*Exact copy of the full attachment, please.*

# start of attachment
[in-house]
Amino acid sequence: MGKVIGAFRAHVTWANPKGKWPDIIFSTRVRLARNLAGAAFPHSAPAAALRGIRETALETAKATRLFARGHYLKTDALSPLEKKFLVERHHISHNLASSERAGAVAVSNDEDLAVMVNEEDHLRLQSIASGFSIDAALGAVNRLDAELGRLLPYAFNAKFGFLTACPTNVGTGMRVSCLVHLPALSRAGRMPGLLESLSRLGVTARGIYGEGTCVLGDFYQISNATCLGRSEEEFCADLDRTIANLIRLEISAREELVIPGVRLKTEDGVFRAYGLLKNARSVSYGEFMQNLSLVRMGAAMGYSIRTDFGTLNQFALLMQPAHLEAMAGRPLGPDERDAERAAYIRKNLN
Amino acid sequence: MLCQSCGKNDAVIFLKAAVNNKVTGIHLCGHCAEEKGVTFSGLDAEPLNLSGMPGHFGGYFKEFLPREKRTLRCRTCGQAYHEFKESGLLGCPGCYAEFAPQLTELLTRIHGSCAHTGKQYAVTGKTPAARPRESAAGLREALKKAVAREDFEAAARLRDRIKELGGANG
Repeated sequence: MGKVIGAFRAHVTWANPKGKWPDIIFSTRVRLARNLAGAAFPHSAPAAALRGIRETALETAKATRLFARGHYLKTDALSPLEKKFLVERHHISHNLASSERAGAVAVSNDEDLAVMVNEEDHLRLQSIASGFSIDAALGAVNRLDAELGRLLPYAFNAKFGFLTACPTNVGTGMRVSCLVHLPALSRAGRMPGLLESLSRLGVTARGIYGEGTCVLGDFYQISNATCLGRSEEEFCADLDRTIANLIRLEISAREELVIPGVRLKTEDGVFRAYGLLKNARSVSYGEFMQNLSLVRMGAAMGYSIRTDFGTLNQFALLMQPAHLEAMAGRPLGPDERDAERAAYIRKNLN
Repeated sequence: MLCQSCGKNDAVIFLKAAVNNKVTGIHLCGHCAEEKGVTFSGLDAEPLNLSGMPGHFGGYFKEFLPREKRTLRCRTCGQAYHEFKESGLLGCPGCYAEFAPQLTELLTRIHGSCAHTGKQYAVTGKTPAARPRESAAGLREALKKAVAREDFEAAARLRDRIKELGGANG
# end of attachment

[in-house]
Amino acid sequence: MGKVIGAFRAHVTWANPKGKWPDIIFSTRVRLARNLAGAAFPHSAPAAALRGIRETALETAKATRLFARGHYLKTDALSPLEKKFLVERHHISHNLASSERAGAVAVSNDEDLAVMVNEEDHLRLQSIASGFSIDAALGAVNRLDAELGRLLPYAFNAKFGFLTACPTNVGTGMRVSCLVHLPALSRAGRMPGLLESLSRLGVTARGIYGEGTCVLGDFYQISNATCLGRSEEEFCADLDRTIANLIRLEISAREELVIPGVRLKTEDGVFRAYGLLKNARSVSYGEFMQNLSLVRMGAAMGYSIRTDFGTLNQFALLMQPAHLEAMAGRPLGPDERDAERAAYIRKNLN
Amino acid sequence: MLCQSCGKNDAVIFLKAAVNNKVTGIHLCGHCAEEKGVTFSGLDAEPLNLSGMPGHFGGYFKEFLPREKRTLRCRTCGQAYHEFKESGLLGCPGCYAEFAPQLTELLTRIHGSCAHTGKQYAVTGKTPAARPRESAAGLREALKKAVAREDFEAAARLRDRIKELGGANG
Repeated sequence: MGKVIGAFRAHVTWANPKGKWPDIIFSTRVRLARNLAGAAFPHSAPAAALRGIRETALETAKATRLFARGHYLKTDALSPLEKKFLVERHHISHNLASSERAGAVAVSNDEDLAVMVNEEDHLRLQSIASGFSIDAALGAVNRLDAELGRLLPYAFNAKFGFLTACPTNVGTGMRVSCLVHLPALSRAGRMPGLLESLSRLGVTARGIYGEGTCVLGDFYQISNATCLGRSEEEFCADLDRTIANLIRLEISAREELVIPGVRLKTEDGVFRAYGLLKNARSVSYGEFMQNLSLVRMGAAMGYSIRTDFGTLNQFALLMQPAHLEAMAGRPLGPDERDAERAAYIRKNLN
Repeated sequence: MLCQSCGKNDAVIFLKAAVNNKVTGIHLCGHCAEEKGVTFSGLDAEPLNLSGMPGHFGGYFKEFLPREKRTLRCRTCGQAYHEFKESGLLGCPGCYAEFAPQLTELLTRIHGSCAHTGKQYAVTGKTPAARPRESAAGLREALKKAVAREDFEAAARLRDRIKELGGANG